Mega fires predicted for Spain

Wildfire/Shutterstock Images

“We are moving from the era of big forest fires to mega forest fires in Spain,” says Pablo Martin Pinto, wildfire expert from Valladolid University, warning that vast blazes like the Sierra de la Culebra wildfire last year, were “here to stay”.

Sierra de la Culebra, in Castilla y Leon, located in the northwestern region of the Iberian peninsula, was ravaged by fires last June and July, with more than 65,000 hectares burnt—a fifth of the total area affected by fires in Spain last year.

The fire also took four lives.

One man from the nearby town of Tabara tried to clear a fire break, managed to escape the blaze but suffered extensive burns, which claimed his life three months later.

The fire damage has meant the town will lose its annual income of 80,000 euros from selling firewood, says mayor Antonio Juarez.

In 2022 Spain suffered nearly 500 wildfires that devastated massive swathes of land, with experts warning that such California-style fires are likely to increase.

Spring has only just begun in Spain, and some 700 firefighters have already been battling the country’s first major forest fire which has so far burnt through some 4,000 hectares of land, forcing 1,500 people to flee.

Firefighters said such a wildfire was more typical of summer than spring.

If Spain experiences “another summer in which temperatures don’t fall below 35C for 20 days and it doesn’t rain for four months, the vegetation will be liable to go up in flames” with the first lightning bolt, Pinto warned.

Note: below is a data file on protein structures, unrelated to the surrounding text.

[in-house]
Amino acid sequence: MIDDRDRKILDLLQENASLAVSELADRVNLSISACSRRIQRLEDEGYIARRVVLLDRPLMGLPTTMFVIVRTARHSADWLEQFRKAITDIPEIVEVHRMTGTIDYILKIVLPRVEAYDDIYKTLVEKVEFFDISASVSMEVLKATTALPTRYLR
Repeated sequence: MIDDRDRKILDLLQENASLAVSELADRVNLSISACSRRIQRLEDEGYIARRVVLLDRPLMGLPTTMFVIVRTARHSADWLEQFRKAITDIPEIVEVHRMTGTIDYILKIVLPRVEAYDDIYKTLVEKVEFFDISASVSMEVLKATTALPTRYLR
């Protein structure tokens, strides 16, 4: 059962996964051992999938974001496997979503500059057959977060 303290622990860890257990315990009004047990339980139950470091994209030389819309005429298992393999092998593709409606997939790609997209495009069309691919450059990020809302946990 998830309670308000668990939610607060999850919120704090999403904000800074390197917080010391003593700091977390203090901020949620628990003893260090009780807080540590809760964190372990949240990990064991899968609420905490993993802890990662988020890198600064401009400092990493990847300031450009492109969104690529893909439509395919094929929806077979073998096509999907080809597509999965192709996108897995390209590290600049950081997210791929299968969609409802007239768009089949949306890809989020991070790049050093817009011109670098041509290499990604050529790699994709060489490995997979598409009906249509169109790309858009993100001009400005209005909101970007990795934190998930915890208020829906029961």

According to the UN, more than 1.6 billion people depend on forests for their livelihood worldwide, with the 2015 Paris Agreement establishing a framework to halt and reverse deforestation which is advancing at a rate of 10 million hectares per year.

Experts say conserving Spain’s forests is key to addressing the risk of wildfires.

“We are going to see more and more fires, and bigger ones,” said Forest Ranger Jorge de Dios who represents a regional environmental workers union, saying most local firefighters “are not professionals and don’t have enough training”, echoing concerns also raised by regional firefighters.

Wildfires must be at the top of the political agenda and shouldn’t be tackled only when there is heat and fire, but by early preventative action with appropriate environmental management tailored to this new reality,” said Monica Parrilla of Greenpeace Spain.

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    • Naimah Yianni

      27 March 2023 • 15:12

      “another summer in which temperatures don’t fall below 35C for 20 days and it doesn’t rain for four months, ” – surely that´s a normal summer in Spain? Since when has it ever rained in the summer?

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